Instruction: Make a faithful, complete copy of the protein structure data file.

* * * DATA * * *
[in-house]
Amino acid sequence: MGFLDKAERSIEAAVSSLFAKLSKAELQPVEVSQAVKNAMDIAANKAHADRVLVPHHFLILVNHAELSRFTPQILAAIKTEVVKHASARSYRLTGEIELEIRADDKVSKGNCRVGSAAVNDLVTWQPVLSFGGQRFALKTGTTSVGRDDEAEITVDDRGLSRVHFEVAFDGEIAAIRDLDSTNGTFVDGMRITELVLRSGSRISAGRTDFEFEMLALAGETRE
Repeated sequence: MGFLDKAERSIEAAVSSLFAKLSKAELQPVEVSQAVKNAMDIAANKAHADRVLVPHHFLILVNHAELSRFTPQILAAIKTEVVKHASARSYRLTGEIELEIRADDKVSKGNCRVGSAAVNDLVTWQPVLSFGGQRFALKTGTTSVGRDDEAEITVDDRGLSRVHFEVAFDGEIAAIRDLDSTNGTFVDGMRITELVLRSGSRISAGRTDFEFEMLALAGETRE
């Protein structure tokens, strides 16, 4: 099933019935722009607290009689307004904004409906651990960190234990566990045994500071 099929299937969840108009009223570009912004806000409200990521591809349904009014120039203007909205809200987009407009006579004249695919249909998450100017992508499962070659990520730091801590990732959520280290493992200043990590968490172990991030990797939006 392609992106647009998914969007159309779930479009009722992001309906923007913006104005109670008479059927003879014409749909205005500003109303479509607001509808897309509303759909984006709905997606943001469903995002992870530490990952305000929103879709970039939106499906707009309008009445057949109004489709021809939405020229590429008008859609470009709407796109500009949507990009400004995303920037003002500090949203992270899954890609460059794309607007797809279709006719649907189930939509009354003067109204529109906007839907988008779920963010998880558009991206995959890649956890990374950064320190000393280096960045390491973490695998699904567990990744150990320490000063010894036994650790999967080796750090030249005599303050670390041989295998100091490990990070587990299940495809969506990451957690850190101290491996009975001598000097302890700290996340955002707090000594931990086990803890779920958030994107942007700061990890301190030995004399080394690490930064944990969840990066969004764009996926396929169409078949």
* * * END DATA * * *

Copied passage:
[in-house]
Amino acid sequence: MGFLDKAERSIEAAVSSLFAKLSKAELQPVEVSQAVKNAMDIAANKAHADRVLVPHHFLILVNHAELSRFTPQILAAIKTEVVKHASARSYRLTGEIELEIRADDKVSKGNCRVGSAAVNDLVTWQPVLSFGGQRFALKTGTTSVGRDDEAEITVDDRGLSRVHFEVAFDGEIAAIRDLDSTNGTFVDGMRITELVLRSGSRISAGRTDFEFEMLALAGETRE
Repeated sequence: MGFLDKAERSIEAAVSSLFAKLSKAELQPVEVSQAVKNAMDIAANKAHADRVLVPHHFLILVNHAELSRFTPQILAAIKTEVVKHASARSYRLTGEIELEIRADDKVSKGNCRVGSAAVNDLVTWQPVLSFGGQRFALKTGTTSVGRDDEAEITVDDRGLSRVHFEVAFDGEIAAIRDLDSTNGTFVDGMRITELVLRSGSRISAGRTDFEFEMLALAGETRE
């Protein structure tokens, strides 16, 4: 099933019935722009607290009689307004904004409906651990960190234990566990045994500071 099929299937969840108009009223570009912004806000409200990521591809349904009014120039203007909205809200987009407009006579004249695919249909998450100017992508499962070659990520730091801590990732959520280290493992200043990590968490172990991030990797939006 392609992106647009998914969007159309779930479009009722992001309906923007913006104005109670008479059927003879014409749909205005500003109303479509607001509808897309509303759909984006709905997606943001469903995002992870530490990952305000929103879709970039939106499906707009309008009445057949109004489709021809939405020229590429008008859609470009709407796109500009949507990009400004995303920037003002500090949203992270899954890609460059794309607007797809279709006719649907189930939509009354003067109204529109906007839907988008779920963010998880558009991206995959890649956890990374950064320190000393280096960045390491973490695998699904567990990744150990320490000063010894036994650790999967080796750090030249005599303050670390041989295998100091490990990070587990299940495809969506990451957690850190101290491996009975001598000097302890700290996340955002707090000594931990086990803890779920958030994107942007700061990890301190030995004399080394690490930064944990969840990066969004764009996926396929169409078949």